So excited to read all about your time there!

    1. Reply

      I enjoyed the fact I was a teacher like any other at the public school, but yeah, I was an ornament in the end. I hope things get a bit busier and fulfilling for you! One day I actually got to teach three classes back to back and was so smiley the other teachers were afraid I had snapped. I tried to explain to them I just liked being busy, sadly they didn’t take the hint. I just think my personality will fit a hagwon a lot better, so I’m pretty firm in that decision, and it’s good to hear that you agree (whew!). If you’re still in Korea by the time I arrive, let’s hang out!

    • Pops
    • February 18, 2016

    Thank you for sharing! Good luck with your return, it sounds like you have it figured out! Have an amazing time, can’t wait to read how it goes!

    1. Reply

      Thanks so much :)!

  6. Reply

    What a great story! I lived in London and had similar things happen (but not to your degree). It is a hard adjustment. I am doing a massive expat series on my site right now until April, there are so many amazing stories from people who have been taken out of their comfort zone. Good on you for taking a shot and for heading somewhere else!

    1. Reply

      Oh great, I’ll make sure to read some of those! Thanks so much Toni 🙂

  7. Reply

    Great read – and if you’ve been weighing up the idea for 2 years then it is definitely the logical choice to go. I’ve heard great things about teaching in Korea, so hopefully it works out better than your Japan teaching stint. Good luck!

    1. Reply

      Thank you so much! And yeah, if it’s been in my head THAT long, that means something.

  8. So inspiring! Thank you for sharing. I think you’re incredible and I’m looking forward to following along on your adventure!

    1. Reply

      Aw, thank you so so much 🙂 <3

  9. Reply

    It’s interesting how some places inspire us to be more productive isn’t it? I have a feeling it’s more the situation you were in, than the actual country (being bored and feeling you weren’t contributing much in your job and needing a creative outlet, may have pushed you to create something of substance so you could have something to show for your time…). But whatever the reasons, you accomplished a lot with your time there, despite not having an inspiring job/daily work life. Traveling on weekends, building social media skills and completing a book, is far more than you probably would have accomplished had you loved your job and had nights and weekends to think about it…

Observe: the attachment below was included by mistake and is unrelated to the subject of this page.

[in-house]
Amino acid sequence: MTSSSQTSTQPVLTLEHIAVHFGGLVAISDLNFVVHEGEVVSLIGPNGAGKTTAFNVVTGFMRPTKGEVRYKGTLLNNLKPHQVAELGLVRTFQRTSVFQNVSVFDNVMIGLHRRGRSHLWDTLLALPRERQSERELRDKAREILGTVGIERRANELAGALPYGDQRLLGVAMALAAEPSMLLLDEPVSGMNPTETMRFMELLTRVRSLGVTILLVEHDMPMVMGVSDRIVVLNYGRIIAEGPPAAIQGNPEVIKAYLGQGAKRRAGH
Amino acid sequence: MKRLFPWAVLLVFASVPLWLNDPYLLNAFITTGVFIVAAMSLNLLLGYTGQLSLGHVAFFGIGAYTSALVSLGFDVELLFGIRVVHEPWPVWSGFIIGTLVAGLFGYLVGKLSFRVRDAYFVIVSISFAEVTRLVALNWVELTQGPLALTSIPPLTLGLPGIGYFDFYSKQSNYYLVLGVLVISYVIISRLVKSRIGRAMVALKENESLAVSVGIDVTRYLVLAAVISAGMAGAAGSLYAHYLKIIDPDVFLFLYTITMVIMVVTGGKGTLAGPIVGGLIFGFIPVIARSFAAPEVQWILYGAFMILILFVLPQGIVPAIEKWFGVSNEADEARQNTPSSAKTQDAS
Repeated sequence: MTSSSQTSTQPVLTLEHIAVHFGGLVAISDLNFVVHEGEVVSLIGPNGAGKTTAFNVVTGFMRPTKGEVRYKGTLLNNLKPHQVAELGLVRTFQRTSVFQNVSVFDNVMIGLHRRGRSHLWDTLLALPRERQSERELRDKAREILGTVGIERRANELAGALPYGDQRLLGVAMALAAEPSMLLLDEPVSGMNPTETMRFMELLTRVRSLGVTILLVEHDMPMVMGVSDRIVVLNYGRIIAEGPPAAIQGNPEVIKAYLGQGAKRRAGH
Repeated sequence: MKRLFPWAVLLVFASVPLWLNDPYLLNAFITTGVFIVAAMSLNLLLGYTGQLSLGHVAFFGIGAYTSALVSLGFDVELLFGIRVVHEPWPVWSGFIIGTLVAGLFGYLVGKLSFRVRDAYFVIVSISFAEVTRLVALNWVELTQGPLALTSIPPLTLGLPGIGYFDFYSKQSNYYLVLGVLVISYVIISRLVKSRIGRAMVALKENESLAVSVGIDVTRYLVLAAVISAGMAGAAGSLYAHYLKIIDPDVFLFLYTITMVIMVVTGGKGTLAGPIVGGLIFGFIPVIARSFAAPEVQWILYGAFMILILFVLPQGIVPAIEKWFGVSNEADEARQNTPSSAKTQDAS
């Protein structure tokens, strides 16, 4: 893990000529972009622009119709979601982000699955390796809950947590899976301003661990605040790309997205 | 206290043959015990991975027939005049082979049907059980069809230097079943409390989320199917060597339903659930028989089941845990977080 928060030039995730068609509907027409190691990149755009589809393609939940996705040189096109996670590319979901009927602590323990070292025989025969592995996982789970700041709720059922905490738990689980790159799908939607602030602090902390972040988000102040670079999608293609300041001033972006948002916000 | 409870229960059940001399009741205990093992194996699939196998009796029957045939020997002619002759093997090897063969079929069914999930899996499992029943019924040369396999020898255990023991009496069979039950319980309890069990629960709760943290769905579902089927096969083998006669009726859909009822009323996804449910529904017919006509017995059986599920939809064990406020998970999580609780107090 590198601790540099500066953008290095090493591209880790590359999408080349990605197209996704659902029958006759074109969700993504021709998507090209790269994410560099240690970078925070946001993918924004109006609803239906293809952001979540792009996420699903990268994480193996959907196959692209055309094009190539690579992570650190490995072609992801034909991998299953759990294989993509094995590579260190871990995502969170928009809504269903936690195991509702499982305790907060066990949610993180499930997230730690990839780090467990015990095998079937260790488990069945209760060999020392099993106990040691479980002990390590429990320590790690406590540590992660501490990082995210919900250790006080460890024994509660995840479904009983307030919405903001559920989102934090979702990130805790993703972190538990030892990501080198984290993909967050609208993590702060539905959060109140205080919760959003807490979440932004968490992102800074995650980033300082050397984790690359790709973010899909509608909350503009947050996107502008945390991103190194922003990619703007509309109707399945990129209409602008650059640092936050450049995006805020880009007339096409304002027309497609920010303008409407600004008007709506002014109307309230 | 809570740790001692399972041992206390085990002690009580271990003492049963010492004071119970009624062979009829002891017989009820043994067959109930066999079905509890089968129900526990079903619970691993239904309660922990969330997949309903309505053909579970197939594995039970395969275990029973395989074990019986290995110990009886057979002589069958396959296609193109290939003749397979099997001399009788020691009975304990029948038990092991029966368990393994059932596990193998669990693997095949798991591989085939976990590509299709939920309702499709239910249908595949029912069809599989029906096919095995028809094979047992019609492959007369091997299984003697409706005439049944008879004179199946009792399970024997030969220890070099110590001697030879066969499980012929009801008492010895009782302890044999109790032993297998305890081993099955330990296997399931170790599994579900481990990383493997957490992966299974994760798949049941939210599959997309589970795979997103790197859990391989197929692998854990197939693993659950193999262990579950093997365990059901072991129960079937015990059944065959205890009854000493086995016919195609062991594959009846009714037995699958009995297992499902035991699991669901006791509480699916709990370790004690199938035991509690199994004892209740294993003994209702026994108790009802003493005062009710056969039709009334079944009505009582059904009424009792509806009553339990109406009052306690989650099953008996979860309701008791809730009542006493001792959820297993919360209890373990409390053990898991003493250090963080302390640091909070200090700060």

everything happens for a reason!

    what will your next book be about?

    1. Reply

      This is all very true and part of the reason why I tried to not let that experience cloud my judgement. A lot of great things came from it as well as the bad!

      Haha, ah, that’s a great question. I’ve had one bouncing around in my head for like two years now. Perhaps it’ll actually come to be this year. Thank you so much for your comment 🙂

  10. Reply

    Great read!! Really inspiring 🙂

    1. Reply

      Thank you!

  11. Reply

    I would love to go to Korea one day or even Japan. I haven’t made it any further east than India. I give you total props for fulfilling your dreams and send TONS of good juju your way 😀

    1. Reply

      Ah, I hope you get there soon! They’re both beautiful countries really rich in history and culture. And AMAZING food. Best of luck to you, and thank you so so much!

  12. Reply

    Yay to moving to Korea! I will be here! 🙂 Let’s conduct some sort of meet up with The Toronto Seoulcialite, too! (we’re friends!) I loved this piece by the way… I know the deskwarming days can be soooooo….. annoying…..
    I am currently deskwarming as I write this to you! lol

    Cheers and see you in Korea!

    1. Reply

      Ah, yes please! It’s calmed my nerves a bit knowing there’s so many of you amazing ladies already there. Can’t wait to meet you.

      Aaagh, the dreaded desk. xD Good luck! See you soon!

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  15. Reply

    It was super interesting to read why you moved to Korea after Japan. Everyone has their reasons and I’m sorry you couldn’t teach that often. I miss the down time and wish I could spend more time on my blog since I have a Korean coteacher who loves to work me as hard as a race horse. 🙁 Sorry that hagwon job didn’t work out, but it seems like you’re still doing pretty well! 😀